Four years ago, the U.S. Supreme Court, in Rice v. Cayetano, banned the state Office of Hawaiian Affairs' Hawaiians-only voting limitation. In doing so, it badly mischaracterized Hawai'i's history and thereby undermined Hawaiian justice claims. The same pattern could be replicated in the Kamehameha Schools case unless the schools' advocates convince the appeals court to tell the real story of Hawaiian justice claims.

To do this would mean correcting the historical distortions in Rice. Nowhere in its Rice opinion did the court mention U.S. colonialism in 1898 in Hawai'i, the Philippines and Puerto Rico. Nor did it acknowledge the destruction of Hawaiian culture through the banning of the Hawaiian language or the present effects of homelands dispossession, including poverty, poor levels of education and health, and high levels of homelessness and incarceration. Nor did the main opinion recognize that colonial powers often used race to legitimate conquest, denigrating in racial terms those colonized.

The court's selective historical account also ignored the crucial differences between indigenous people who were involuntarily made American through colonization and those who chose U.S. citizenship through immigration. Instead, it said that Hawaiians had a rough go of it, as did immigrant groups, but the playing field now is pretty much leveled all racial groups are treated equally. Westernization left no permanent scars; therefore, "privileges" for Hawaiians are not only undemocratic, they are illegal. What emerged from the court's selective historical framing is a simple story of racial discrimination against non-Hawaiians, a story that wrote out of existence the heart of present-day Hawaiian claims to justice.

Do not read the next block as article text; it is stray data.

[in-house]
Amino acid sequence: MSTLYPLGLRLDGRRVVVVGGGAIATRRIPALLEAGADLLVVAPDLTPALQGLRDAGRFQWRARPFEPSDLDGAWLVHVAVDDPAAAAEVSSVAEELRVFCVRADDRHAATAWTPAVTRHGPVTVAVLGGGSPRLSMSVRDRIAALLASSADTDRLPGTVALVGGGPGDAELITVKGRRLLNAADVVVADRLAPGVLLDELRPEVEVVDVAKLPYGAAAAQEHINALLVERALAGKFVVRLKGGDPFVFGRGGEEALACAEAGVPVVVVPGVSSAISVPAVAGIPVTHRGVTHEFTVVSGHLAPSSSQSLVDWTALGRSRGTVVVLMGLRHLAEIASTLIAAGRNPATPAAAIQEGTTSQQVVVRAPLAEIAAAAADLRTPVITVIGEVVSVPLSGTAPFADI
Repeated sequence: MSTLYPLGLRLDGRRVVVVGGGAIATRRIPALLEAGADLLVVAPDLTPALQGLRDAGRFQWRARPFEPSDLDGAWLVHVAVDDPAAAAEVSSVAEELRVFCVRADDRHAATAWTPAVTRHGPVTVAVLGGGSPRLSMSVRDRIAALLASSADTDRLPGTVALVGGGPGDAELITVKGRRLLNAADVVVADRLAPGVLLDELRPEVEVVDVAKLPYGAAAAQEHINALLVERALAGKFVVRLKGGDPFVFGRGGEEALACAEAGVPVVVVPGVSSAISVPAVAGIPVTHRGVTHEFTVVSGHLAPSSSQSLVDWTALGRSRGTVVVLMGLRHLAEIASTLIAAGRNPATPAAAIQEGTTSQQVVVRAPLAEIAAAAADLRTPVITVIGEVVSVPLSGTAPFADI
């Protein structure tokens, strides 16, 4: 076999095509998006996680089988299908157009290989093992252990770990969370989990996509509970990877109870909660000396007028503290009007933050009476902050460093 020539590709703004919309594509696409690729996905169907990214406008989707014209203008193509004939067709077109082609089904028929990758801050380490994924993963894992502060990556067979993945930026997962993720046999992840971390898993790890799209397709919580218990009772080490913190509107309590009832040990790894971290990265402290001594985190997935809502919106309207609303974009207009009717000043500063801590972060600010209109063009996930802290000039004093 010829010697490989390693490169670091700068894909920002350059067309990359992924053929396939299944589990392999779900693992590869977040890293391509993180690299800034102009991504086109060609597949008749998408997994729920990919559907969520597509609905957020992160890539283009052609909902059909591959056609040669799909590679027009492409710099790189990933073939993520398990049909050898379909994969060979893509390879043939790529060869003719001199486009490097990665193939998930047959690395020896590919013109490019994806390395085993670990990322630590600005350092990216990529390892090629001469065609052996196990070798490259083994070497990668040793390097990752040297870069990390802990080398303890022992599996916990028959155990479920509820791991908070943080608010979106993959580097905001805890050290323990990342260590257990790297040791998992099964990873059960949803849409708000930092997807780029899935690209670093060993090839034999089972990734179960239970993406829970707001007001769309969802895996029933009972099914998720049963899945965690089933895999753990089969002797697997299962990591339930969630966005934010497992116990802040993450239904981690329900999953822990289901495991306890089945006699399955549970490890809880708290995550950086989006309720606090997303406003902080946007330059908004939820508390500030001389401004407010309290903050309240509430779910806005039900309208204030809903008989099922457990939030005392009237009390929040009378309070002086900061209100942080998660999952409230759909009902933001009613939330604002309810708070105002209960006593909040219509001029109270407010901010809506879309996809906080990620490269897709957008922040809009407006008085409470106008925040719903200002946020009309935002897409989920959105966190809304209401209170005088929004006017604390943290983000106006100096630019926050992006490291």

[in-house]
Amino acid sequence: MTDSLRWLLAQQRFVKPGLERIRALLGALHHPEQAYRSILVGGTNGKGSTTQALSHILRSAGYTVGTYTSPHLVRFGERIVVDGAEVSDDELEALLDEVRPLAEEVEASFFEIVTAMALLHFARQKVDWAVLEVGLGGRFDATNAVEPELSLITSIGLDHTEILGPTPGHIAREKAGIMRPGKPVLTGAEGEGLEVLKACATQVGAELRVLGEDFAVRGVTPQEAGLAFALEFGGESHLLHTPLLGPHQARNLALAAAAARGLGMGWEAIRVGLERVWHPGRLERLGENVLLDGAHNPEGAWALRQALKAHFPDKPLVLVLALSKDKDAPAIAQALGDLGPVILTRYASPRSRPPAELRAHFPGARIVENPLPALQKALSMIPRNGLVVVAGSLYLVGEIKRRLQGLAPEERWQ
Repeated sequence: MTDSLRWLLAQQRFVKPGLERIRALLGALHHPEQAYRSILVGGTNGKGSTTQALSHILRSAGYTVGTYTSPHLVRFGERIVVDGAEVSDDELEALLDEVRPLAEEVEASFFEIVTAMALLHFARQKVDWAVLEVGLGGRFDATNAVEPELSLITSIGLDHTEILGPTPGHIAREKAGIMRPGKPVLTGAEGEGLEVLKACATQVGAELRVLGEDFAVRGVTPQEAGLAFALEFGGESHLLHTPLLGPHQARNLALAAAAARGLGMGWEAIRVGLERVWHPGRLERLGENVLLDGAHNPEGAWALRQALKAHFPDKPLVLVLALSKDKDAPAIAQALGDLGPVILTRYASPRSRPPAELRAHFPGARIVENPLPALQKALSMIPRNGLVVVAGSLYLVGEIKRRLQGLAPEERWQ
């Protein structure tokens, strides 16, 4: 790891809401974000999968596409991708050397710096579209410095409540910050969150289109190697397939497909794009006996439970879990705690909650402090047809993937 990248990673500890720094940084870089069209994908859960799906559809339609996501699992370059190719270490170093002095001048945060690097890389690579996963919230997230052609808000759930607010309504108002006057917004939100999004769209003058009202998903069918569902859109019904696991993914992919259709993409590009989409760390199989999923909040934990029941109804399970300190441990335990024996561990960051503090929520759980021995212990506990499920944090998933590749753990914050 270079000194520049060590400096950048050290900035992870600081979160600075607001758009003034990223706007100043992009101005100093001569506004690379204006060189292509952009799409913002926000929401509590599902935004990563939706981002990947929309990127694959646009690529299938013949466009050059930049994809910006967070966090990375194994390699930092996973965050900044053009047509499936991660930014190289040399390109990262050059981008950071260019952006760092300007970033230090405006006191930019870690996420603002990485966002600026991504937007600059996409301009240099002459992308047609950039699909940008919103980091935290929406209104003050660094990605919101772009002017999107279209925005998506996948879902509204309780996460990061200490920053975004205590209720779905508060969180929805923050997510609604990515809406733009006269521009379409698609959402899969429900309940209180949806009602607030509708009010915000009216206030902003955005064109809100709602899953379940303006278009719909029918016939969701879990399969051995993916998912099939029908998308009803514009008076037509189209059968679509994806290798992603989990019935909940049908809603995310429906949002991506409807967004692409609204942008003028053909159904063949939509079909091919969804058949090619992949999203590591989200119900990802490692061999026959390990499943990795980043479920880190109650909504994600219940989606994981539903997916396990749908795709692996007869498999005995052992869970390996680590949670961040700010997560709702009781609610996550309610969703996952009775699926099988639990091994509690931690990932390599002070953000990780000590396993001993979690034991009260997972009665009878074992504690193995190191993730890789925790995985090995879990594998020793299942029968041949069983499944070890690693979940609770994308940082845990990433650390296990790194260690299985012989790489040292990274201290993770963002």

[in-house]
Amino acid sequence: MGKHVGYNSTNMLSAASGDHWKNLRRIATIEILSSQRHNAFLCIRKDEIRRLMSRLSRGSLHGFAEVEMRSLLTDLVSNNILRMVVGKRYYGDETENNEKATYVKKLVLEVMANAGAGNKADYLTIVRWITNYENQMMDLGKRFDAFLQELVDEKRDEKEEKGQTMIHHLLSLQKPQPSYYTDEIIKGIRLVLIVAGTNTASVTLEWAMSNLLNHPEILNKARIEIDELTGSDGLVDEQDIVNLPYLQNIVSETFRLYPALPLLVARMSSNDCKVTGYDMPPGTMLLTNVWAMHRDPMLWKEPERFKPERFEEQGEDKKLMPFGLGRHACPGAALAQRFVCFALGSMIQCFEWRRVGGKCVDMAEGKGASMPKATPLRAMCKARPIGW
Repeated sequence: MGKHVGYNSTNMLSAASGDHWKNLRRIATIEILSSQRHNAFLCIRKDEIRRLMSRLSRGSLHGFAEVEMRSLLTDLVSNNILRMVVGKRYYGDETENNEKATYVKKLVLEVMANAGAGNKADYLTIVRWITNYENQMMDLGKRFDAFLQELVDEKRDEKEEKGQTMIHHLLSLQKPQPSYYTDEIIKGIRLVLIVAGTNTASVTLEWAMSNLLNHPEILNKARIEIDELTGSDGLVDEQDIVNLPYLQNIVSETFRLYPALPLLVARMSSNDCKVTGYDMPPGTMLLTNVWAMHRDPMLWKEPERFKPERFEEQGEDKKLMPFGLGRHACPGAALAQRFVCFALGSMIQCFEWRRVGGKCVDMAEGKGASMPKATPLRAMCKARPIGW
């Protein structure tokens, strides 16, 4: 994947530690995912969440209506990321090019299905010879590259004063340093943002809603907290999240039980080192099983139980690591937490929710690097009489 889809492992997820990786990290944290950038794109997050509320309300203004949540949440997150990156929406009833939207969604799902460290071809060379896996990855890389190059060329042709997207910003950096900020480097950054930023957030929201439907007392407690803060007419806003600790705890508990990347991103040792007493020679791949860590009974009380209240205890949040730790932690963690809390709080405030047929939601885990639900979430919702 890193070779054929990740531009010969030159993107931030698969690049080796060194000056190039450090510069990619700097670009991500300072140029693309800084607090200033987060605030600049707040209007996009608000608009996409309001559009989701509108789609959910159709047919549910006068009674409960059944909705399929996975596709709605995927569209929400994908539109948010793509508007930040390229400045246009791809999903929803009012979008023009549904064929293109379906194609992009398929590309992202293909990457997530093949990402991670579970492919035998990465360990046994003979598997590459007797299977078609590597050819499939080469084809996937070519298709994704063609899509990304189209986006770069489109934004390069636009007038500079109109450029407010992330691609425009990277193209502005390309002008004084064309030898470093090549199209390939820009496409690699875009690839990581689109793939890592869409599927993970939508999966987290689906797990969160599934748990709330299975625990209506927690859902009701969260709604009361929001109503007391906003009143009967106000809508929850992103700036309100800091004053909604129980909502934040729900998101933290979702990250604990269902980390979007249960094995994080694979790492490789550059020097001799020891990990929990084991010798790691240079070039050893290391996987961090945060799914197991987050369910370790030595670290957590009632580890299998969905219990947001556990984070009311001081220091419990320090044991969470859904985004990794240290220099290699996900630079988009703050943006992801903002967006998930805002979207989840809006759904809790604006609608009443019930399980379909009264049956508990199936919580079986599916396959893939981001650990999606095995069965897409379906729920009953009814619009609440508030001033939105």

This, however, is not the history our Hawaiian friends and neighbors tell. Hawaiians are not seeking privileges or handouts. Nor are they seeking "racial preferences" or "racial segregation in education," as Doe's attorneys argued. Rather, Hawaiians are asserting human rights not simply the right to be equal but to self-determination; not a right to entitlements but to reparations; not a right to special treatment but to reconnect spiritually with land and culture; not a right to equality but a form of self-education and governance.

The threshold battle in the appeals court argument Thursday, then, will be over Hawai'i's history and the legitimacy of Hawaiian justice claims. Winning that battle will make clear that Princess Pauahi's Kamehameha Schools violate no one's civil rights. Indeed, it will show that the schools are part of private and public efforts aimed at restorative justice, to repair the harm to Hawai'i's first people for the benefit of us all.

Eric K. Yamamoto is a professor at the University of Hawai'i's William S. Richardson School of Law. Susan Kiyomi Serrano is research director and attorney at the Equal Justice Society in San Francisco, and a graduate of the UH law school. Eva Paterson is the president of the Equal Justice Society. They wrote this article for The Advertiser.